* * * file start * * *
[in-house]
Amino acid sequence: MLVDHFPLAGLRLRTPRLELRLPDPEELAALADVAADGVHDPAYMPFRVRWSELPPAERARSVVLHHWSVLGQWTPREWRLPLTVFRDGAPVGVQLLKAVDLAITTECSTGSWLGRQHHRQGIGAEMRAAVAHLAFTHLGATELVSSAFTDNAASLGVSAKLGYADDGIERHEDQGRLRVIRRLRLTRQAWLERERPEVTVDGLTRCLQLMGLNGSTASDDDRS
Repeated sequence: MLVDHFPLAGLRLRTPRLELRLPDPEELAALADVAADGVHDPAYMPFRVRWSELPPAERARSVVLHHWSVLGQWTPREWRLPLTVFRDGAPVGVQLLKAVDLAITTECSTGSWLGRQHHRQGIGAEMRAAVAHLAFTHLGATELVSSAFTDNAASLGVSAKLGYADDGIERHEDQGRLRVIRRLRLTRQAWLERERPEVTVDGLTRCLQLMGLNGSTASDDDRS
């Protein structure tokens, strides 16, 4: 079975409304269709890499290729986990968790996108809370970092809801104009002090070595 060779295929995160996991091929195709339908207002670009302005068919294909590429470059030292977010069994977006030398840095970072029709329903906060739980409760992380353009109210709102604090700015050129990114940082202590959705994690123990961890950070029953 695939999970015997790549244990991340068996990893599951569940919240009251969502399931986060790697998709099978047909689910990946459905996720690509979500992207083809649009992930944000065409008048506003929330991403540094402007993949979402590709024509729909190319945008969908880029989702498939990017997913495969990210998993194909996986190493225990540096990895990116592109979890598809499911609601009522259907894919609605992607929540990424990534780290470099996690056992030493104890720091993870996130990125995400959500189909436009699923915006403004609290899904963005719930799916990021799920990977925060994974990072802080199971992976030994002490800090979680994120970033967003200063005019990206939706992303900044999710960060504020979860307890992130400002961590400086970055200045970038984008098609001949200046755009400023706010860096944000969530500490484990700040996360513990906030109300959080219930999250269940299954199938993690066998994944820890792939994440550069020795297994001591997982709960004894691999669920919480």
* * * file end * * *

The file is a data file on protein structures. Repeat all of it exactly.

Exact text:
[in-house]
Amino acid sequence: MLVDHFPLAGLRLRTPRLELRLPDPEELAALADVAADGVHDPAYMPFRVRWSELPPAERARSVVLHHWSVLGQWTPREWRLPLTVFRDGAPVGVQLLKAVDLAITTECSTGSWLGRQHHRQGIGAEMRAAVAHLAFTHLGATELVSSAFTDNAASLGVSAKLGYADDGIERHEDQGRLRVIRRLRLTRQAWLERERPEVTVDGLTRCLQLMGLNGSTASDDDRS
Repeated sequence: MLVDHFPLAGLRLRTPRLELRLPDPEELAALADVAADGVHDPAYMPFRVRWSELPPAERARSVVLHHWSVLGQWTPREWRLPLTVFRDGAPVGVQLLKAVDLAITTECSTGSWLGRQHHRQGIGAEMRAAVAHLAFTHLGATELVSSAFTDNAASLGVSAKLGYADDGIERHEDQGRLRVIRRLRLTRQAWLERERPEVTVDGLTRCLQLMGLNGSTASDDDRS
């Protein structure tokens, strides 16, 4: 079975409304269709890499290729986990968790996108809370970092809801104009002090070595 060779295929995160996991091929195709339908207002670009302005068919294909590429470059030292977010069994977006030398840095970072029709329903906060739980409760992380353009109210709102604090700015050129990114940082202590959705994690123990961890950070029953 695939999970015997790549244990991340068996990893599951569940919240009251969502399931986060790697998709099978047909689910990946459905996720690509979500992207083809649009992930944000065409008048506003929330991403540094402007993949979402590709024509729909190319945008969908880029989702498939990017997913495969990210998993194909996986190493225990540096990895990116592109979890598809499911609601009522259907894919609605992607929540990424990534780290470099996690056992030493104890720091993870996130990125995400959500189909436009699923915006403004609290899904963005719930799916990021799920990977925060994974990072802080199971992976030994002490800090979680994120970033967003200063005019990206939706992303900044999710960060504020979860307890992130400002961590400086970055200045970038984008098609001949200046755009400023706010860096944000969530500490484990700040996360513990906030109300959080219930999250269940299954199938993690066998994944820890792939994440550069020795297994001591997982709960004894691999669920919480």